PromiscuousTraffic

Update -- Recent Improvements in handling this problem:

 

The problem described below is OS-specific. As of October 2008, recent or shortly upcoming releases of JBoss projects include code changes to work around the problem on Linux:

 

  1. JGroups 2.6.5 has a workaround for the issue for the UDP transport protocol.
  2. JGroups 2.6.6 will include a workaround for the MPING discovery protocol.
  3. JBoss AS 5.0.0.GA will include a workaround for the HA-JNDI service's automatic discovery feature.

Problem: Different clusters receive each others traffic

There is a bug in various OSs which lets clusters with different multicast addresses but the same ports

receive each others traffic, e.g.

 

 

  • Appl A1 joins 230.1.2.3:7500

  • Appl A2 joins 230.4.5.6:7500

  • A1 and A2 receive each others traffic

 

Solution: to separate traffic, pick diffent multicast addresses and ports !

 

The test below discussed below has shown the problem on several different distributions of Linux as well as HPUX and Mac OSX.  There is an entry in the Red Hat bugzilla database for the issue in the Red Hat distributions of Linux.

 

Note that there is a Sun bug database entry related to this issue, but we have been able to reproduce it with non-Sun JDKs and with a test written in C. Our understanding is it is an OS issue.

 

 

Here is a description of why binding only to a port doesn't work on the Linux kernel.

 

Checking for the existence of this problem

 

Attached is promiscuoustraffic.jar which contains a simple test class that will show whether the problem exists or not for a particular JDK / OS combo.  To run the test, simply download the jar, open a command prompt in the dir where the jar is, and:

 

java -jar promiscuoustraffic.jar

 

A successful outcome looks like this:

 

c:\temp>java -jar promiscuoustraffic.jar
Binding mcast socket to port:64000
Binding mcast socket to port:64000
Listening on address /229.10.11.12
Listening on address /229.10.11.13
Sending 'Hello' on /229.10.11.12:64000
/229.10.11.12:64000 -- Received Hello
Good news. Did not detect the Promiscuous Traffic problem.

 

If the "promiscuous traffic" problem exists, the outcome will be more like this:

 

[brian@host brian]$ java -jar promiscuoustraffic.jar
Binding mcast socket to port:64000
Binding mcast socket to port:64000
Listening on address /229.10.11.12
Listening on address /229.10.11.13
Sending 'Hello' on /229.10.11.12:64000
/229.10.11.12:64000 -- Received Hello
/229.10.11.13:64000 -- Received Hello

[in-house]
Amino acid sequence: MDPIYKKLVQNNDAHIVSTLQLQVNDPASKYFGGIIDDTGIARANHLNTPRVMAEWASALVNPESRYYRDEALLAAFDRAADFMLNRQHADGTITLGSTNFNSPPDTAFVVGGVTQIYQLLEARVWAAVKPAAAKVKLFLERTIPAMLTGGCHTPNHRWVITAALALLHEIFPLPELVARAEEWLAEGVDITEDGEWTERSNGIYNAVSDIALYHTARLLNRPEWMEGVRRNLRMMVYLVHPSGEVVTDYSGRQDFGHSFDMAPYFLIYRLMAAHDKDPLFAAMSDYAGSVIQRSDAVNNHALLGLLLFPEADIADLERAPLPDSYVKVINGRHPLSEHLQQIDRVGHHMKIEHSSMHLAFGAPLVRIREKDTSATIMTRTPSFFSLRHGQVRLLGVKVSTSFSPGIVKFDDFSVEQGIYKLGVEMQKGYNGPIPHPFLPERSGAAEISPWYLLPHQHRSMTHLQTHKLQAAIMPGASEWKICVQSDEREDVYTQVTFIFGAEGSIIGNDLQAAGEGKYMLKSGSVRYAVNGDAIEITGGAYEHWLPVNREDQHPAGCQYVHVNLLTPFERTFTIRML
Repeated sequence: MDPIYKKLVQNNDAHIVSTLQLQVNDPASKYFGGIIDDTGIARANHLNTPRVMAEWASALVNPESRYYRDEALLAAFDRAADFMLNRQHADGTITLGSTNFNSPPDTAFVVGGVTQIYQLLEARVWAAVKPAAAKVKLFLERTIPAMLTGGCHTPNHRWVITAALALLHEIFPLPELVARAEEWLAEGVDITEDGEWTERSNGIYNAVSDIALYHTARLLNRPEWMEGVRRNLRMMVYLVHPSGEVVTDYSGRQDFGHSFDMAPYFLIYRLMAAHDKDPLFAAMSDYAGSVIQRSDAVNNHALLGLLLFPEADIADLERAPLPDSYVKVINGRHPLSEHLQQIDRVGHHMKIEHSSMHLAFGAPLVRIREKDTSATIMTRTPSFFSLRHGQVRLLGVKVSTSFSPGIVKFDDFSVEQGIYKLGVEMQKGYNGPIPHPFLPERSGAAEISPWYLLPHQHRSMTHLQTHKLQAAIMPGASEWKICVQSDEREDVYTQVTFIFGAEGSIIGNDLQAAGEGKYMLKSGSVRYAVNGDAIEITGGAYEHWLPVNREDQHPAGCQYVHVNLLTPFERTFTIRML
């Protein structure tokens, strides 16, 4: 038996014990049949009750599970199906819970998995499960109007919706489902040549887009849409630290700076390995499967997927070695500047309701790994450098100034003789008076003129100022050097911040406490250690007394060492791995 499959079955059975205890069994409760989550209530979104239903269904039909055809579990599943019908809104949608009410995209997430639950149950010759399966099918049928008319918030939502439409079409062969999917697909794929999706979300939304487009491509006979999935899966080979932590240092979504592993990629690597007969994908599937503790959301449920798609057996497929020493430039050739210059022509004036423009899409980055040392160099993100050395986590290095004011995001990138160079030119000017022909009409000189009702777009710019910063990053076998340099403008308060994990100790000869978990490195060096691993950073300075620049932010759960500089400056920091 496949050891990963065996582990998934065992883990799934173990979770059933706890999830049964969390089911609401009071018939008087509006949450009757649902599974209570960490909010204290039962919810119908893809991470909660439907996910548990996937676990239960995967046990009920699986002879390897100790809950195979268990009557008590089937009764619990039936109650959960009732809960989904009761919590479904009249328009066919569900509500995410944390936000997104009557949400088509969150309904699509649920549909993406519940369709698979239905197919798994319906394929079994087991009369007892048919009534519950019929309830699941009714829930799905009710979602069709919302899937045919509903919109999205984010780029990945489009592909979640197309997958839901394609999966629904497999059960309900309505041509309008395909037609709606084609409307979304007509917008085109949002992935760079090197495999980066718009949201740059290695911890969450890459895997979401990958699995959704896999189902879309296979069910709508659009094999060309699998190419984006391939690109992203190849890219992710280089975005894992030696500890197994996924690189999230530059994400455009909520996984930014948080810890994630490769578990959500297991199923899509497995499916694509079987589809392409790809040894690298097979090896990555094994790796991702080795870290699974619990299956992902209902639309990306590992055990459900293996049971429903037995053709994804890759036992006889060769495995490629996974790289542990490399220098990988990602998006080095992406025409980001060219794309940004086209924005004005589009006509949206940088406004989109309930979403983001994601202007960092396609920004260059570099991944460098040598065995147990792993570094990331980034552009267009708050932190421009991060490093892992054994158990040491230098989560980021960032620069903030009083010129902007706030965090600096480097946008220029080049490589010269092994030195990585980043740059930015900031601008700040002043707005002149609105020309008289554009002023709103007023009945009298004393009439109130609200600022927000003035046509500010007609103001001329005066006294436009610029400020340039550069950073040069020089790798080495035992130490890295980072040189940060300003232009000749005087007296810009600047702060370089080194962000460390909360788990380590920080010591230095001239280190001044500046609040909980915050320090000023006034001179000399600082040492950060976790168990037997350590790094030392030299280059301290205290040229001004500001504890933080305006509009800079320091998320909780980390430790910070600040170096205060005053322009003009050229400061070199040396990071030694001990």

Bad news. Detected the Promiscuous Traffic problem. Received Hello on undesired address /229.10.11.13

 

If you want to tailor the test to your local environment, there are a number of arguments you can pass to main. You can pass zero or more of the following; not all need be present, but none can be skipped if subsequent values are desired. Default values are in parentheses:

 

  1. Interface sender should bind to (machine default interface, i.e. value returned by InetAddress.getLocalHost())

  2. Interface receivers should bind to (same interface as sender)

  3. Multicast address on which packets will be sent (229.10.11.12)

  4. Multicast address on which receipt of packet means promiscuous traffic problem is present (229.10.11.13)

  5. Multicast port (64000)

  6. TTL of multicast packet (0)

  7. Whether or not to bind multicast socket to a socket address formed from multicast address and port (true) or multicast port only (false)

 

 

An example with all options specified:

 

java -jar promiscuoustraffic.jar 192.168.0.100 192.168.0.101 230.1.1.1 231.2.2.2 55555 1 false

 

If you are interested in how this test works, the jar includes the source code in the same dir as the classes. Basically it opens sender and receiver sockets on a multicast address, and another receiver on a different multicast address but with the same port.  Send a packet; confirm the expected receiver got it and the one with the different address didn't.

 

Option 7 controls whether the multicast socket is bound to a socket formed from the multicast address and port (using the constructor MulticastSocket(SocketAddress bindAddress))  or whether it is bound to the multicast port only (using the constructor MulticastSocket(int port)).

 

More information

 

Here is more information related to cross talking.

 

 

 

Referenced by: